“ICANN entrusted to PIR the responsibility to serve the public interest in its operation of the .ORG registry, and now ICANN is being asked to transfer that trust to a new entity without a public interest mandate.”

ICANN was not convinced by the token “stewardship council” that Ethos proposed in an attempt to add an appearance of accountability. Echoing EFF’s own letter, they noted that “the membership of the Stewardship Council is subject to the approval of PIR’s board of directors and, as a result, could become captured by or beholden to the for-profit interests of PIR’s owners and therefore are unlikely to be truly independent of Ethos Capital or PIR’s board.”

Many organizations worked hard to persuade ICANN to reject the sale. We were joined by the National Council of Nonprofits, NTEN, Access Now, The Girl Scouts of America, Consumer Reports, the YMCA, Demand Progress, OpenMedia, Fight for the Future, Wikimedia, Oxfam, Greenpeace, Consumer Reports, FarmAid, NPR, the American Red Cross, and dozens of other household names. Nonprofit professionals and technologists even gathered in Los Angeles in January to tell ICANN their concerns in person. The coalition defending the .ORG domain was as diverse as .ORG registrants themselves, encompassing all areas of public interest: aid organizations, corporate watchdogs, museums, clubs, theater companies, religious organizations, and much, much more. Petitions to reject the sale received over 64,000 signatures, and nearly 900 organizations signed on. Joining them in their concerns were Members of Congress, UN Special Rapporteurs, and state charity regulators [pdf].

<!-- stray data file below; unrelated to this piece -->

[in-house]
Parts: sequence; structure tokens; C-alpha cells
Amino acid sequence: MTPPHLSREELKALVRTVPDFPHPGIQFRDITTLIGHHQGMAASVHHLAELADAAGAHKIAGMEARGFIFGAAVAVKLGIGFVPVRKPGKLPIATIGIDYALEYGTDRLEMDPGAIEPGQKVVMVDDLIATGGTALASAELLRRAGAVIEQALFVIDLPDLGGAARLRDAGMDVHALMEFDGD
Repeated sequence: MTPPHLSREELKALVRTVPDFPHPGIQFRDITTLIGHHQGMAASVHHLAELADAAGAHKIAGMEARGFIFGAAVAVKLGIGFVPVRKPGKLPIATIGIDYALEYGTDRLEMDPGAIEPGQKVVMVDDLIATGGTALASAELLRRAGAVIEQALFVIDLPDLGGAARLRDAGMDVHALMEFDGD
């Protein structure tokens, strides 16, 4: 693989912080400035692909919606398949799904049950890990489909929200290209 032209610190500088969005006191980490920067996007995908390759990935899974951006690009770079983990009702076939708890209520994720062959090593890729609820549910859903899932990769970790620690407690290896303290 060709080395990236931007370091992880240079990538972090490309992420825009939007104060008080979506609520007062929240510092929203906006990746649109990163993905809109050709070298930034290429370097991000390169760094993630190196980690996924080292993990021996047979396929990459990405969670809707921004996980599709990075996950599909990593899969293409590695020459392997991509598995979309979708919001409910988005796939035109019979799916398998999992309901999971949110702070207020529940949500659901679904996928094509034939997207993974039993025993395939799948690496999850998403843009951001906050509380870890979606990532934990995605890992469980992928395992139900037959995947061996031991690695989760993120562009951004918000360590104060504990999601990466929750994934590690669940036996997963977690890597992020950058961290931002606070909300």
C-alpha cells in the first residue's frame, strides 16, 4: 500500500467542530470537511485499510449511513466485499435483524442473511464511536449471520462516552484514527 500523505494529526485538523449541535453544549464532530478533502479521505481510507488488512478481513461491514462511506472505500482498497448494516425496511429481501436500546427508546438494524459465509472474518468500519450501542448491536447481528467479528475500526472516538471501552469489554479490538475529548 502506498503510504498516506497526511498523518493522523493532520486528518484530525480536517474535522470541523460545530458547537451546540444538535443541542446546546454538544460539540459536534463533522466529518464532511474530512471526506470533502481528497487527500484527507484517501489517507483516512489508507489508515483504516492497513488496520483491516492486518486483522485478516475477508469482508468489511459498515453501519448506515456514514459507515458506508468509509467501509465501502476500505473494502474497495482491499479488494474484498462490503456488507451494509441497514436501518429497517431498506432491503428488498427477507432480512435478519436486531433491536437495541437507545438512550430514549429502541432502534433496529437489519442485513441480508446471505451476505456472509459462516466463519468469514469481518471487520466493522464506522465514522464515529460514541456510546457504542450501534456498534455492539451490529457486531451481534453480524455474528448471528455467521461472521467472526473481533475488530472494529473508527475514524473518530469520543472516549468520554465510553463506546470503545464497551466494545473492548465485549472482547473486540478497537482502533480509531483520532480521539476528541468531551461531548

A late development that affected ICANN’s decision was the letter [pdf] from California’s Attorney General, Xavier Becerra. Citing EFF and other members of the coalition, Becerra’s letter urged ICANN to reject the sale. Although ICANN received many last-minute appeals from some parts of its policymaking community urging the organization to ignore Becerra’s letter, ICANN acknowledged that as it is a California nonprofit, it could not afford to ignore its state regulator.

Because PIR is incorporated in Pennsylvania, that state’s courts must approve its conversion into a for-profit company. Pennsylvania’s attorney general is investigating the sale, and may also weigh in. In its rationale, ICANN states that it will allow PIR and Ethos to submit a new application if they are able to get the approval of this other body with authority over the deal. But all of the reasons behind ICANN’s rejection of the sale will confront Ethos in Pennsylvania, as well.

This decision by ICANN is a hard-fought victory for nonprofit Internet users. But the .ORG registry still needs a faithful steward, because the Internet Society has made clear it no longer wants that responsibility. ICANN should hold an open consultation, as they did in 2002, to select a new operator of the .ORG domain that will give nonprofits a real voice in its governance, and a real guarantee against censorship and financial exploitation.

(original post)